It has been a turbulent year for tourism in Nepal. Following the tragic avalanche that claimed the lives of 16 Sherpas on Mt. Everest, the country has been grappling with ways to make adventure travelers safer while visiting the Himalaya. Last week, the government agreed to make some changes to the way it operates in order to achieve its goals. One of the new rules will require that all foreign tourists trekking in the mountains will now be required to have a local guide with them at all times.
This shift in policy comes after Nepal’s Joint Tourism Coordination Committee (JTCC) has been meeting for the past two months with the expressed goal of getting the Nepali government to improve conditions not only for travelers, but for guides as well. The requirement for employing a local guide is just one of the demands that the committee was seeking. It has also gotten the government to create a welfare fund for porters, and launch an investigation into “financial irregularities” by the Nepal Tourism Board (NTB).
Perhaps most importantly of all, it appears that the JTCC has also been able to oust Subash Niraula from his role as head of the NTB. There has been some indications of corruption on the board for awhile, but Niraula has been entrenched in that position for a number of years. Having him removed from the board may allow the country to move ahead with plans to improve tourism and making it more secure for visitors.
Unfortunately, Nepal has a history of paying lip service to a problem, without actually addressing it. In fact, this ins’t the first time that the country has announced that local guides would be required for trekkers, although it appears that when hose rules were instituted in the past, they were eventually ignored. Similarly, there have been a lot of promises in regards to oversight on Everest as well, but it seems that when the avalanche hit this spring, those promised changes were not in place either, which caused issues with coordinating search and rescue operations, while bogging down communications with Kathmandu.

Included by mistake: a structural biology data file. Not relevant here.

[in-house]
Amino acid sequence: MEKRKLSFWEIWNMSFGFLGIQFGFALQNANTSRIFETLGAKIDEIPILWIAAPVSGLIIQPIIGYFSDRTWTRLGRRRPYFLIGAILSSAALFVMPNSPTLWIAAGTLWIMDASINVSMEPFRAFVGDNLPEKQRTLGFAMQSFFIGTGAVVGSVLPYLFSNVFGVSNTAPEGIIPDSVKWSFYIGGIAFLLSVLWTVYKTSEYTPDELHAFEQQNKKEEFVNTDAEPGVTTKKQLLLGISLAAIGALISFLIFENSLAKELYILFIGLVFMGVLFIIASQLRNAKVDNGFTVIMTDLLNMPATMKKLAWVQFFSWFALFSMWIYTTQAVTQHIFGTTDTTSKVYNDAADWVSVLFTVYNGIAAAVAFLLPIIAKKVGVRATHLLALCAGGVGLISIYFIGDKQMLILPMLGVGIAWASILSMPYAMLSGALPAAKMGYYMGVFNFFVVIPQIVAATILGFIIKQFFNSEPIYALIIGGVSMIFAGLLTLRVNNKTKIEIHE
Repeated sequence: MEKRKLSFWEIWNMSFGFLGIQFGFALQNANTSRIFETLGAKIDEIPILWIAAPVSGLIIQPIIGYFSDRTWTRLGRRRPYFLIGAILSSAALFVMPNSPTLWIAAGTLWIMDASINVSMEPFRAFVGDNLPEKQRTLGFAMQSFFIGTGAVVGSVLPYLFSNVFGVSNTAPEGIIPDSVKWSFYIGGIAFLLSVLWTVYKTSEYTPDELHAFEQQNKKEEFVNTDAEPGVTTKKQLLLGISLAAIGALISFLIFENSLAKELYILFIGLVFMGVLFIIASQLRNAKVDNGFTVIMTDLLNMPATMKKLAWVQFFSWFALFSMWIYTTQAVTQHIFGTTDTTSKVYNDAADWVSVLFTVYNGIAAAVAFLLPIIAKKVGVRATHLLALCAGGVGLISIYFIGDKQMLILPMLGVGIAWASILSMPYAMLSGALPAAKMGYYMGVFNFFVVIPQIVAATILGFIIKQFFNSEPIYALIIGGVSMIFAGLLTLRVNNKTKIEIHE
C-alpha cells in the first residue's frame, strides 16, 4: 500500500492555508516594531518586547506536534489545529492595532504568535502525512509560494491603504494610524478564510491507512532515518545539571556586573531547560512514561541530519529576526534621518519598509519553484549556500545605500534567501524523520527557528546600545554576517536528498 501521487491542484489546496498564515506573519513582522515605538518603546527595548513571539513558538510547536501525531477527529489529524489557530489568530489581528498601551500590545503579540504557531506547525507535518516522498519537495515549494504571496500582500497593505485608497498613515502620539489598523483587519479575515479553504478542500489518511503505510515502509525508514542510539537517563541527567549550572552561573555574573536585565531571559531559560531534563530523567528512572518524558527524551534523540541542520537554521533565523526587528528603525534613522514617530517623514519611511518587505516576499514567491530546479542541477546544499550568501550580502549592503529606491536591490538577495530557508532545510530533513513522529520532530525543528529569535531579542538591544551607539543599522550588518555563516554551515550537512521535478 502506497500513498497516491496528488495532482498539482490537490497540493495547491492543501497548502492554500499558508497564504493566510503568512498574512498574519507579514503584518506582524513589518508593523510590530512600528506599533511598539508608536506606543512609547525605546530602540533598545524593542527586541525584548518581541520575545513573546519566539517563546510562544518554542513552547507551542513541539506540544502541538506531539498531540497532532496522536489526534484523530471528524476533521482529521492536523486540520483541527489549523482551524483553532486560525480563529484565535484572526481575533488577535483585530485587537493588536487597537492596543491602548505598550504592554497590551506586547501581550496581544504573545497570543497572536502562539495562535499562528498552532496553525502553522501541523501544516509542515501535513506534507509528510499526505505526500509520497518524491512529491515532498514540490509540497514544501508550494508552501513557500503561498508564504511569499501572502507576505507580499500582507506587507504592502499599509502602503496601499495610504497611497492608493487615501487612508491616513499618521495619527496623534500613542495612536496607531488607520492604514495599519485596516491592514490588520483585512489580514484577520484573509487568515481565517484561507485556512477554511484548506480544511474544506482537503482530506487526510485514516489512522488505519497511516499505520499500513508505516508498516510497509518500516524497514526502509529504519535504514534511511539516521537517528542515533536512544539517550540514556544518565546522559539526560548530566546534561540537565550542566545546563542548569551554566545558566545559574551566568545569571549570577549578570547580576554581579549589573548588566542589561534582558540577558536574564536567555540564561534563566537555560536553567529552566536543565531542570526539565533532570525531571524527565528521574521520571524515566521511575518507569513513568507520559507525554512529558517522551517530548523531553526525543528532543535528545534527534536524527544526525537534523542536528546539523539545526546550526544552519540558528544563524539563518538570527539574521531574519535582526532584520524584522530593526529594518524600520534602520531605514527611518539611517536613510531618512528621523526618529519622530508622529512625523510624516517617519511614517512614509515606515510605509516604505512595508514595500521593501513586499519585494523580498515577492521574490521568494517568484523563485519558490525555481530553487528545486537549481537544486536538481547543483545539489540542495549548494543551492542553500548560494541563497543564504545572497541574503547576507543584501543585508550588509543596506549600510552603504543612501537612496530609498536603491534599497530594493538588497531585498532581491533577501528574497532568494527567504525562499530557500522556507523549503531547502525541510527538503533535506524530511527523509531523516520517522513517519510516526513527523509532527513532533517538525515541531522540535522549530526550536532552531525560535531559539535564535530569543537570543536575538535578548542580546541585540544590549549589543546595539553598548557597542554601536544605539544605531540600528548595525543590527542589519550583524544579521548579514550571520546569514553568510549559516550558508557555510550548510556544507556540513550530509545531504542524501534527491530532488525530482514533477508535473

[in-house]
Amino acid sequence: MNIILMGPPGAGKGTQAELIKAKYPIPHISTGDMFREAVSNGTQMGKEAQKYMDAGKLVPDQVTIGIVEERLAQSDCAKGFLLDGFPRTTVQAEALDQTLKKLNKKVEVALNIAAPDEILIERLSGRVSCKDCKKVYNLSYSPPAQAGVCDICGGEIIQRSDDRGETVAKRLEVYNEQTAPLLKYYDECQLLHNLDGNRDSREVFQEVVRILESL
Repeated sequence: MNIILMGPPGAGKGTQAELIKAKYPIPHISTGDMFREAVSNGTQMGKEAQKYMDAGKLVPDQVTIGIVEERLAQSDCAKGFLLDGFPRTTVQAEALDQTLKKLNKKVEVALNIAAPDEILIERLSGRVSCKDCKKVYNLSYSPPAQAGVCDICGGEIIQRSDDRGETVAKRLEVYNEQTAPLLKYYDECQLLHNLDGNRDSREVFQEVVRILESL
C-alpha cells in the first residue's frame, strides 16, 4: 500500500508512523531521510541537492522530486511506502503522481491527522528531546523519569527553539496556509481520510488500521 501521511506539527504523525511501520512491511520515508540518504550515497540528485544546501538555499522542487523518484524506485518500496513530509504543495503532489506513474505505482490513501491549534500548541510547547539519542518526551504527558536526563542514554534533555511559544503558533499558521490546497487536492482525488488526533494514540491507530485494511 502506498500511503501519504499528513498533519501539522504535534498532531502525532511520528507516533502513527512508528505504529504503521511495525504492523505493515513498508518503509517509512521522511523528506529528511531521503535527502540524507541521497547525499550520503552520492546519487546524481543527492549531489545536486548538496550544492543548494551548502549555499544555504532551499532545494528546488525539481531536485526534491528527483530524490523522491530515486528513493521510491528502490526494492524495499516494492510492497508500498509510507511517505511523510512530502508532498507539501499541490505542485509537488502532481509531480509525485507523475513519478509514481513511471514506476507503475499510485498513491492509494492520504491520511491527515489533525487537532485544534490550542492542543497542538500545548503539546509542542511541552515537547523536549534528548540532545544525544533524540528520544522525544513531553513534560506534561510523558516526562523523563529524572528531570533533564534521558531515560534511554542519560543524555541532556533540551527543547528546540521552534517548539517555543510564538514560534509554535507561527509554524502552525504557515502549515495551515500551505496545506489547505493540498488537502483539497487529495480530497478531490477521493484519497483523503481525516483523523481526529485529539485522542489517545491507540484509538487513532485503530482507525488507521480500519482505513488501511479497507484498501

Nepal is a wonderful, wild country that has a lot to offer adventure travelers and mountaineers alike. I applaud any efforts to make things safer there, as I think it is a place that everyone should see. But the problems don’t begin when travelers hit the trail. They start in the halls of government there, where corruption and greed have helped to delay, or even prevent, real change from happening. Hopefully this current round of changes will have a lasting impact, but you’ll excuse me if I have a few doubts.
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